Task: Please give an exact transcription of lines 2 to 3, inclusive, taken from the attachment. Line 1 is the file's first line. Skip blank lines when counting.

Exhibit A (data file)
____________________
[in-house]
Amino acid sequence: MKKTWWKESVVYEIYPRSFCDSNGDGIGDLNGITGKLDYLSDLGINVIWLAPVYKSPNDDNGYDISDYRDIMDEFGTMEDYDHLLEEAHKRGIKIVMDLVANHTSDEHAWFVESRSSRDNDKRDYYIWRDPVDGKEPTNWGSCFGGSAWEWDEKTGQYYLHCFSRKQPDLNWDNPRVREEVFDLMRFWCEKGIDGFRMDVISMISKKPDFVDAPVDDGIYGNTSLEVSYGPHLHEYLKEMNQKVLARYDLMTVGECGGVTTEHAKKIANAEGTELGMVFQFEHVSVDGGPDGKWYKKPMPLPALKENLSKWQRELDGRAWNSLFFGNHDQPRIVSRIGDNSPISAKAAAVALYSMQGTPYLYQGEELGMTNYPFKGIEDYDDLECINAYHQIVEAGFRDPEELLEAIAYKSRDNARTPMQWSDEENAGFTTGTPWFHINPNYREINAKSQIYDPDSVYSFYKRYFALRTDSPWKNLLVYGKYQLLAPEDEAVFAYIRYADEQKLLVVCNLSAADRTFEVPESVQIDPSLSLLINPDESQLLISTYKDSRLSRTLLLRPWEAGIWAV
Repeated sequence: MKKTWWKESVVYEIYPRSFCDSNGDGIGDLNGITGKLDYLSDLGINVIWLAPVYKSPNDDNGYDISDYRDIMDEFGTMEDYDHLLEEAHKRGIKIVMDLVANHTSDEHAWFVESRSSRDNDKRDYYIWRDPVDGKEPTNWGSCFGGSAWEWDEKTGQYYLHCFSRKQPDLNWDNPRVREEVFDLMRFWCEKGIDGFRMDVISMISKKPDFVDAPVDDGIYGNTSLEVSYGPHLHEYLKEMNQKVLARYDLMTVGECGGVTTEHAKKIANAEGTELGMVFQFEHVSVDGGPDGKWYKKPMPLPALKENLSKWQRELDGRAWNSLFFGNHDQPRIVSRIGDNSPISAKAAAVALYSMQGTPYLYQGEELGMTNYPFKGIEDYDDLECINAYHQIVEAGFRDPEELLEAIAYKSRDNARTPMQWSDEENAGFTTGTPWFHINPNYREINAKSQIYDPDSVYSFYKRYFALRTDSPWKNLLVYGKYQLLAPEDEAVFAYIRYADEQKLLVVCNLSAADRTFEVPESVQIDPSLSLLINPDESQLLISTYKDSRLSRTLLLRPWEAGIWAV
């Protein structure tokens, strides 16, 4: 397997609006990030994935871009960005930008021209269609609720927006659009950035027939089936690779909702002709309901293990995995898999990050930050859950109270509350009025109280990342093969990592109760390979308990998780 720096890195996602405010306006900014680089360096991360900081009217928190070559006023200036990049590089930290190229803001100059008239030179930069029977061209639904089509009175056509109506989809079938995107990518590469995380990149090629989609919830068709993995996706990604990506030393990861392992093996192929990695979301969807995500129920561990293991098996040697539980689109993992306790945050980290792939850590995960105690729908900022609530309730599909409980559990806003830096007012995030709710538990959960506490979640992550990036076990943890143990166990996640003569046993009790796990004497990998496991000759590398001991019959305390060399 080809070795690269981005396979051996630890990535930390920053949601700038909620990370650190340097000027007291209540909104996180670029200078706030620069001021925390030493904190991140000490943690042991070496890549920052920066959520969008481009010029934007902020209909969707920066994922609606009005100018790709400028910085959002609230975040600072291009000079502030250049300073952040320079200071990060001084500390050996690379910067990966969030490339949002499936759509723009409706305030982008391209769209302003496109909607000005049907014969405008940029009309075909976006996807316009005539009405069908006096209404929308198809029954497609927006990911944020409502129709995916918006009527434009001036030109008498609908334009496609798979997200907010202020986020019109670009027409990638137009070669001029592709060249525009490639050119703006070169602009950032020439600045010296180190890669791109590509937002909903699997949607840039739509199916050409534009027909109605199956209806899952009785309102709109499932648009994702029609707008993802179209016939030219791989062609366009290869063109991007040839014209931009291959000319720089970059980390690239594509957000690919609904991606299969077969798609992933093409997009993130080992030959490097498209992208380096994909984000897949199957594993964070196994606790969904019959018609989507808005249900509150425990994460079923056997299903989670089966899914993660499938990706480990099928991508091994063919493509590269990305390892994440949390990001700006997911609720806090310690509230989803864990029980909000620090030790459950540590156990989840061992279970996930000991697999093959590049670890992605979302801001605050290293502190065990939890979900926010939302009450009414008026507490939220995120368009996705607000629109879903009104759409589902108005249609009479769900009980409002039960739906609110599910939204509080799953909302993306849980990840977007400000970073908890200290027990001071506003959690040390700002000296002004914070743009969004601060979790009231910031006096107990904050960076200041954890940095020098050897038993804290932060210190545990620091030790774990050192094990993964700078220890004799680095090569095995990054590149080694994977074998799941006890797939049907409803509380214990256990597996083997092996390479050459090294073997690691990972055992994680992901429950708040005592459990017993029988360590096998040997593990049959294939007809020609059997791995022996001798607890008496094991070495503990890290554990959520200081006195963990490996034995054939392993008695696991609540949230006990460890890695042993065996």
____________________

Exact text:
Amino acid sequence: MKKTWWKESVVYEIYPRSFCDSNGDGIGDLNGITGKLDYLSDLGINVIWLAPVYKSPNDDNGYDISDYRDIMDEFGTMEDYDHLLEEAHKRGIKIVMDLVANHTSDEHAWFVESRSSRDNDKRDYYIWRDPVDGKEPTNWGSCFGGSAWEWDEKTGQYYLHCFSRKQPDLNWDNPRVREEVFDLMRFWCEKGIDGFRMDVISMISKKPDFVDAPVDDGIYGNTSLEVSYGPHLHEYLKEMNQKVLARYDLMTVGECGGVTTEHAKKIANAEGTELGMVFQFEHVSVDGGPDGKWYKKPMPLPALKENLSKWQRELDGRAWNSLFFGNHDQPRIVSRIGDNSPISAKAAAVALYSMQGTPYLYQGEELGMTNYPFKGIEDYDDLECINAYHQIVEAGFRDPEELLEAIAYKSRDNARTPMQWSDEENAGFTTGTPWFHINPNYREINAKSQIYDPDSVYSFYKRYFALRTDSPWKNLLVYGKYQLLAPEDEAVFAYIRYADEQKLLVVCNLSAADRTFEVPESVQIDPSLSLLINPDESQLLISTYKDSRLSRTLLLRPWEAGIWAV
Repeated sequence: MKKTWWKESVVYEIYPRSFCDSNGDGIGDLNGITGKLDYLSDLGINVIWLAPVYKSPNDDNGYDISDYRDIMDEFGTMEDYDHLLEEAHKRGIKIVMDLVANHTSDEHAWFVESRSSRDNDKRDYYIWRDPVDGKEPTNWGSCFGGSAWEWDEKTGQYYLHCFSRKQPDLNWDNPRVREEVFDLMRFWCEKGIDGFRMDVISMISKKPDFVDAPVDDGIYGNTSLEVSYGPHLHEYLKEMNQKVLARYDLMTVGECGGVTTEHAKKIANAEGTELGMVFQFEHVSVDGGPDGKWYKKPMPLPALKENLSKWQRELDGRAWNSLFFGNHDQPRIVSRIGDNSPISAKAAAVALYSMQGTPYLYQGEELGMTNYPFKGIEDYDDLECINAYHQIVEAGFRDPEELLEAIAYKSRDNARTPMQWSDEENAGFTTGTPWFHINPNYREINAKSQIYDPDSVYSFYKRYFALRTDSPWKNLLVYGKYQLLAPEDEAVFAYIRYADEQKLLVVCNLSAADRTFEVPESVQIDPSLSLLINPDESQLLISTYKDSRLSRTLLLRPWEAGIWAV